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. Since I live alone, he would call me at least twice a week to check on me and see if I was faring well. If I wasn’t, he would al- ways be there to assist me in whatever way he could. I am the godfather xv of his youngest daughter, Kimberly. For this I am very grateful. She is a joy to my heart. I miss Don dearly. I met violinist and composer William Henderson through George Butler, who used to be an executive producer for Blue Note Records and then later for Columbia Records. Bill was the conductor of the Los An- geles Modern String Orchestra, which consisted of a

. Liner notes to Ella Fitzgerald: The 75th Birthday Celebration. The Original Decca Recordings. Decca GRD-2–619, 1993. Mosaic Records. Liner notes to The Complete Verve/Clef Charlie Ventura and Flip Phillips Studio Sessions. 6-CD set. Mosaic Records MD6 182, 1999. 448 | Selected Bibliography Schaap, Phil. Liner notes to Bird: The Complete Charlie Parker on Verve. Verve Records V 837 141–2. Copyright 1998 PolyGram Records. Verve Records. Liner notes to The Complete Billie Holiday on Verve, 1945–1959. Originally produced by Norman Granz. Executive producers

Philosophy (Princeton: Princeton University Press, 2002). 188 We like a storm. Immanuel Kant, Critique of Judgment, bk. 2, sec. 28, “Nature as Might.” 190 The order of art itself. E. M. Forster, “Art for Art’s Sake,” from Two Cheers for Democracy (London: Edward Arnold, 1951), 98–104. 193 They “resonate” with it. New York Times, Arts, May 18, 2002, 8. A few years later, the 9/11 connection could be made more candidly. According to Jonathan Prince, the show’s creator and one of its executive producers, “The 60s really began with the assassination of J. F. K, just as our era

shepherded Vladimir Horowitz’s return to the stage, and for the next decade he was manager to the great pianist. In 1982, back in New York, Gelb went to work for Ronald Wilford, chairman and CEO of Columbia Artists Management Inc. (CAMI). As he remem- bered it, Wilford gave him “an offi ce and a salary, and said, ‘You decide what to do and create your own job.’ And out of that, CAMI Video was born” (Times, Nov. 6, 2004). Between 1988 and 1992, while at CAMI, Gelb was executive producer of the Met’s media department with responsibility for “Th e Metropolitan Opera

., 148. “My pitch to”: Munk, Vanity Fair. 422 • No t e s t o c h a p t e r e l e v e n 2. “access was more”: Mead, New Yorker (Oct. 22, 2007): 144. Volpe is said to have cast a jaundiced eye on Gelb’s work at the Met from the start. In 1992, he replaced Gelb’s executive producer position with a radio network producer and a television producer: “I didn’t need an executive producer. Guess why? I was the executive producer.” In 2006, Gelb created the position of director of media and presentations, to which he appointed Mia Bongiovanni. “occasionally directed

motion picture soundtrack Verve Forecast, 2005. 23. Th e Great Gatsby: Music fr om Baz Luhrmann’s Film, soundtrack, executive producer Jay-Z with over a dozen primary artist credits (e.g., Beyoncé, Fergie, Q-Tip), Interscope, 2013. 24. Koji Kondo, Super Mario Bros. Th eme (“Ground Th eme”), Nintendo, 1985. Short Titles 3.34 Aft er the complete citation has been given once, a frequently cited source may be abbreviated. Use this system in preference to the abbreviations op. cit. and loc. cit. 16. Schumann–Brahms Briefe 1:69. 17. Kalbeck, Brahms 1:198. citations and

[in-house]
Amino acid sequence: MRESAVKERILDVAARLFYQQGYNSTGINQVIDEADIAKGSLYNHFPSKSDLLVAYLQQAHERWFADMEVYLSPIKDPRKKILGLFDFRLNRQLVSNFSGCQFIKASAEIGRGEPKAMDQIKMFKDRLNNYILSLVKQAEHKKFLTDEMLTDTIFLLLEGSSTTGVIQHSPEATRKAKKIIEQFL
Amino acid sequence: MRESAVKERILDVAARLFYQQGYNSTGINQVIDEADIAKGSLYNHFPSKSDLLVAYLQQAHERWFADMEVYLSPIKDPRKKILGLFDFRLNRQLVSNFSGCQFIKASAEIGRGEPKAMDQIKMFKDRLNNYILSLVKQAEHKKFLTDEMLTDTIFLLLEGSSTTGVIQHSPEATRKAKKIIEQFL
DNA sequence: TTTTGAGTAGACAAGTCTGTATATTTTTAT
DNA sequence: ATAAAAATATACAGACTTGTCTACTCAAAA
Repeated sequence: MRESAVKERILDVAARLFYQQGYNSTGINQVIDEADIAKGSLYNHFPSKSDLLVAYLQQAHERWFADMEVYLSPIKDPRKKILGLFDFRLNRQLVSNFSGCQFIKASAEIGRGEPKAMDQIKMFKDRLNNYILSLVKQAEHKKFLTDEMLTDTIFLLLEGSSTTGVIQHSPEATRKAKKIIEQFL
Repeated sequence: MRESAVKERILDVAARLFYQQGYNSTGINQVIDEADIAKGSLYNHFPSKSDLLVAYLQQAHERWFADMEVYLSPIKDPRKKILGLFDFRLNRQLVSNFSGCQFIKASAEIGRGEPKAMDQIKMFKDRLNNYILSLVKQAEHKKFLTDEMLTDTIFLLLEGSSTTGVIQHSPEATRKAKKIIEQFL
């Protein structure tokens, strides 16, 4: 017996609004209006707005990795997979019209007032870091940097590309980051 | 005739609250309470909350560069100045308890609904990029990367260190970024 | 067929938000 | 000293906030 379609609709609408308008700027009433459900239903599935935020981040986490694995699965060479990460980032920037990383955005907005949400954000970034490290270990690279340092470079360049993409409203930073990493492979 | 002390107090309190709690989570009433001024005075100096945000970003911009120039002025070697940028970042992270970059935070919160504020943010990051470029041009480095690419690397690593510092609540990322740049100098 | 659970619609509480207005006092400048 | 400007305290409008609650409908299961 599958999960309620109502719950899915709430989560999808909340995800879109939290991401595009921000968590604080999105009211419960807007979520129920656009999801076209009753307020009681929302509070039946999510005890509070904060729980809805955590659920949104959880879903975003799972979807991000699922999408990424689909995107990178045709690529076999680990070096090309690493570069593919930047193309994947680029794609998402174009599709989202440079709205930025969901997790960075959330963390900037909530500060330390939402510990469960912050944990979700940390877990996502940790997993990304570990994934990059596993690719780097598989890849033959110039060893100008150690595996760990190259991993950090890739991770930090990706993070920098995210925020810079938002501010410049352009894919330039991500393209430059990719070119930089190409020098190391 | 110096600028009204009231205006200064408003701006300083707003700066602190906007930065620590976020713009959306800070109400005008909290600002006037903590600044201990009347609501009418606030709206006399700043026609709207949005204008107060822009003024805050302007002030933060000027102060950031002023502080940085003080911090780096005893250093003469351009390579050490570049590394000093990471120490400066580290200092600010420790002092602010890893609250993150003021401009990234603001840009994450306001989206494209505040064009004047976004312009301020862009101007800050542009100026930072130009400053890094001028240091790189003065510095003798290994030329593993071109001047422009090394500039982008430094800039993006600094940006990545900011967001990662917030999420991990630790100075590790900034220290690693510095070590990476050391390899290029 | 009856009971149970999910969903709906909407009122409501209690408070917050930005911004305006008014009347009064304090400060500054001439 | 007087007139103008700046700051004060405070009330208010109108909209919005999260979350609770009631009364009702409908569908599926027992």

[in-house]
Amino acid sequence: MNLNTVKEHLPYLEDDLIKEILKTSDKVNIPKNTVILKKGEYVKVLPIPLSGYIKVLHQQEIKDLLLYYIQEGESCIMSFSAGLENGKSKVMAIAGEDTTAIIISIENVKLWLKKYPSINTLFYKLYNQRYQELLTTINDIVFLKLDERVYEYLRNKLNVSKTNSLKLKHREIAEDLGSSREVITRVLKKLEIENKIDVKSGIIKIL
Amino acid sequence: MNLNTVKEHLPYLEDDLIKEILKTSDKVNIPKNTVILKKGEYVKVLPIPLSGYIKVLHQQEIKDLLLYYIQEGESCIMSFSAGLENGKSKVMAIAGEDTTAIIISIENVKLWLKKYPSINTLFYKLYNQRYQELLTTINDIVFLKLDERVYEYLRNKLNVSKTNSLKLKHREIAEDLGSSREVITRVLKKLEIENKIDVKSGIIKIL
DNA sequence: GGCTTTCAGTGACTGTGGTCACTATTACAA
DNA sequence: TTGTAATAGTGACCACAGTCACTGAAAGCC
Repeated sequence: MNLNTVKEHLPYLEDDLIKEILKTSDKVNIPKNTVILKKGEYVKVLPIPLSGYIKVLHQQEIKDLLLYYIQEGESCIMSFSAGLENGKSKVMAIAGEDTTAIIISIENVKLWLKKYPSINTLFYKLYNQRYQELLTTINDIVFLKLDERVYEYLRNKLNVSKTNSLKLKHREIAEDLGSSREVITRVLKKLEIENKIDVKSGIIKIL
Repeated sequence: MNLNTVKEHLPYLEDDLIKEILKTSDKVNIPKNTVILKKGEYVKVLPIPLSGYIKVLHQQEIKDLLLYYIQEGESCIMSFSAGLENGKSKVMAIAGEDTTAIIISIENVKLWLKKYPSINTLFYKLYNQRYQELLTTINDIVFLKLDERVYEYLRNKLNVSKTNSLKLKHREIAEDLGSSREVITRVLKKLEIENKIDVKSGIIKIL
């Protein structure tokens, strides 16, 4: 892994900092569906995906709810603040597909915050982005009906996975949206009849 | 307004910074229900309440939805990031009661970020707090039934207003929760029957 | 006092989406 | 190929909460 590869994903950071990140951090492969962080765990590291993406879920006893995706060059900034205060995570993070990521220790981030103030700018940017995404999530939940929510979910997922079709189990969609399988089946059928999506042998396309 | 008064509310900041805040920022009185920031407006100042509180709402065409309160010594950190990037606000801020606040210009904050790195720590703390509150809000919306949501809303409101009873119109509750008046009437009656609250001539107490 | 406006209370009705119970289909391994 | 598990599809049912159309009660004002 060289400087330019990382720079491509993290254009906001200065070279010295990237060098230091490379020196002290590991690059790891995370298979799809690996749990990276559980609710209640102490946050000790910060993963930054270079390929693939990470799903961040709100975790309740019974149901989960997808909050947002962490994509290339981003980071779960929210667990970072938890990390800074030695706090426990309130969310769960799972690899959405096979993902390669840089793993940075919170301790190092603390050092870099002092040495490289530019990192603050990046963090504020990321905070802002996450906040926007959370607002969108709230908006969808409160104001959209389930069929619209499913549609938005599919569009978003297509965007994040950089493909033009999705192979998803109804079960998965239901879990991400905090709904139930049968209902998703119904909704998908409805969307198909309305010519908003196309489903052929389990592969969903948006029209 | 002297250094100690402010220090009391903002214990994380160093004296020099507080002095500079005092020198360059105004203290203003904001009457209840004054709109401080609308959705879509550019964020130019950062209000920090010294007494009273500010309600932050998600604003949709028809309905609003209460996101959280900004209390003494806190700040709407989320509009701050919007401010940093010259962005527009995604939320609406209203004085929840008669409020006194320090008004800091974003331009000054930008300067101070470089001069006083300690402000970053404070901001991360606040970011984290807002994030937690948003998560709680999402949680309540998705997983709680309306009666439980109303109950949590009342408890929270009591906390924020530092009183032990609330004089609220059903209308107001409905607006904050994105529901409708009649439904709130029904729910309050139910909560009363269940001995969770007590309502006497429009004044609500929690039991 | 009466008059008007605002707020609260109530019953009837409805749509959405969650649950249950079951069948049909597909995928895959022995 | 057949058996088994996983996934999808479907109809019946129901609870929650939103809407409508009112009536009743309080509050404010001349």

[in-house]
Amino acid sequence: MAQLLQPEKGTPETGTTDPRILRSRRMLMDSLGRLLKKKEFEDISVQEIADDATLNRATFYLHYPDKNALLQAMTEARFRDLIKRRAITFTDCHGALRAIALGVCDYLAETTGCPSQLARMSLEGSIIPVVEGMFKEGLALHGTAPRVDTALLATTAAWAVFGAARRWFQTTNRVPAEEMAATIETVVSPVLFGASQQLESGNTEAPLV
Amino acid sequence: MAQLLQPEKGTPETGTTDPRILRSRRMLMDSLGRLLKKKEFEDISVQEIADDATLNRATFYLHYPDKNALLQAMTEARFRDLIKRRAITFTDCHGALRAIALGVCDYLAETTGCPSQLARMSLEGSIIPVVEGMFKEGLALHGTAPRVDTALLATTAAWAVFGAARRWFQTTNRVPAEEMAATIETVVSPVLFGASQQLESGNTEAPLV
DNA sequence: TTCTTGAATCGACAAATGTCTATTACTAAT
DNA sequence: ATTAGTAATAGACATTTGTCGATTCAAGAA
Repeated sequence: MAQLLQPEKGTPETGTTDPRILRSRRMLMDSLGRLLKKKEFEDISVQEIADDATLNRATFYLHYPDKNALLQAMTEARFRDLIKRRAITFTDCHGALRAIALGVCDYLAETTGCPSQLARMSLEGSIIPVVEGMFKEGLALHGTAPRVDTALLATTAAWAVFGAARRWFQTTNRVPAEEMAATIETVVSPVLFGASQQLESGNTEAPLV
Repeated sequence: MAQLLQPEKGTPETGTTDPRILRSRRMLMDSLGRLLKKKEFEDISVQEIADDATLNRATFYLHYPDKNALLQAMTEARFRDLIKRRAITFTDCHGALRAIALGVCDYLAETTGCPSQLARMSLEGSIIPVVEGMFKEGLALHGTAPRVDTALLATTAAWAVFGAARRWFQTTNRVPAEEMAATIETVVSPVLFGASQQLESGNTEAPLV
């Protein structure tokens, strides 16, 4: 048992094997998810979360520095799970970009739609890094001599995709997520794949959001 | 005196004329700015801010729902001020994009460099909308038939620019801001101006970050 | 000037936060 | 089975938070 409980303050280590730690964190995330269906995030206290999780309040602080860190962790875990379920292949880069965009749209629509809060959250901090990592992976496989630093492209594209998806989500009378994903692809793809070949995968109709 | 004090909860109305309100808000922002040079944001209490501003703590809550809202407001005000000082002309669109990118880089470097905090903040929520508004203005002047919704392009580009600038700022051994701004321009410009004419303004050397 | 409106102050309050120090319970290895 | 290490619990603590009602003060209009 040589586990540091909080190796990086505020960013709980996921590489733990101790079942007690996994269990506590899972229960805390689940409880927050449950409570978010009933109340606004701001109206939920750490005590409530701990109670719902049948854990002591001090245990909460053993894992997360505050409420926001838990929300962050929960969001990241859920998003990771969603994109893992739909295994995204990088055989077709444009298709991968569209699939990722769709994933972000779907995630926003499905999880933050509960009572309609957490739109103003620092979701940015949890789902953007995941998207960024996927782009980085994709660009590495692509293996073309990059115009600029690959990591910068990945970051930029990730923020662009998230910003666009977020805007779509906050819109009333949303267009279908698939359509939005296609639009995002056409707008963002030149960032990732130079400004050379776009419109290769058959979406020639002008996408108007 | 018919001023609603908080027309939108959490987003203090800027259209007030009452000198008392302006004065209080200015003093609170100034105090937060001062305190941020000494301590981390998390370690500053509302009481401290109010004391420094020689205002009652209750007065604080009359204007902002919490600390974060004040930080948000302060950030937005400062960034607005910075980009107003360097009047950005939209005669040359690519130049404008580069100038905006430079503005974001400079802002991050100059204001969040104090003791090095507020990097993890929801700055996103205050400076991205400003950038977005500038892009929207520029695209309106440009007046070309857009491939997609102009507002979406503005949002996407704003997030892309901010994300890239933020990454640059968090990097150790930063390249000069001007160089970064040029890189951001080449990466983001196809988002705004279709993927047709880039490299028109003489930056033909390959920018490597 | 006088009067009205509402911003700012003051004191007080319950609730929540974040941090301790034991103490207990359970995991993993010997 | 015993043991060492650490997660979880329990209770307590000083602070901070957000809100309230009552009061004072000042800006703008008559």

the organizers of the series was publicist Jim Eigo, who had been a devotee of loft concerts in the 1970s and obses- sively collected fl yers and ephemera.23 In the years that followed, Eigo would also be involved in two CD releases that paid further tribute to the loft s. In 1999, he produced the fi rst reissue of the classic Wildfl owers recordings, documenting the Studio Rivbea Summer Festival in 1976. Th e following year, he served as executive producer of a box set of recordings made in the 1950s–60s loft of painter David X. Young.24 Th e trend of using

of the early 1930s, one abetted by advances in sound engineering and cinematogra- phy, and operating under the vigilant eye of Joseph Breen, enforcer of the Hays Office’s Production Code. In early 1936, the immense labor of Porgy and Bess behind him, Gershwin contacted his agent, Arthur Lyons, about possibly writing a film musical of his own. Hollywood was natu- rally interested. Paramount floated the idea of a musical for Bing Crosby; Samuel Goldwyn, one for Eddie Cantor; and RKO’s executive producer, Pandro S. Berman, an adaptation of Strike Up the Band for Fred

surprise ends The Newest Jazz Generation 161 with the very definition of a jazz groove, a mellow musical conversation between Messrs. Weinstein and Person that transcends the players’ ages and styles, achieving the joyous act of communion that has made this music an international language. Credit for this enduring recording is due Mat Domber, the owner and executive producer of Arbors Records, who not only immediately felt the need to record Mr. Weinstein but made this twenty-year-old the producer of his first album, in charge of choosing the musicians and the

the Impulse! label: The Hardbop Grandpop and A Prescription for the Blues. Then Verve Records merged with GRP, and they switched me to the Verve label. My first and only album on Verve is Jazz Has a Sense of Humor. Even though I didn’t have great success with Silveto and Emerald Records, I still kept Silveto Productions Inc. When I signed up with GRP/ Impulse!, I signed as Silveto Productions to produce Horace Silver. All the recordings I’ve done for GRP/Impulse! and Verve were produced by Horace Silver and Silveto Productions Inc. My executive producer was Tommy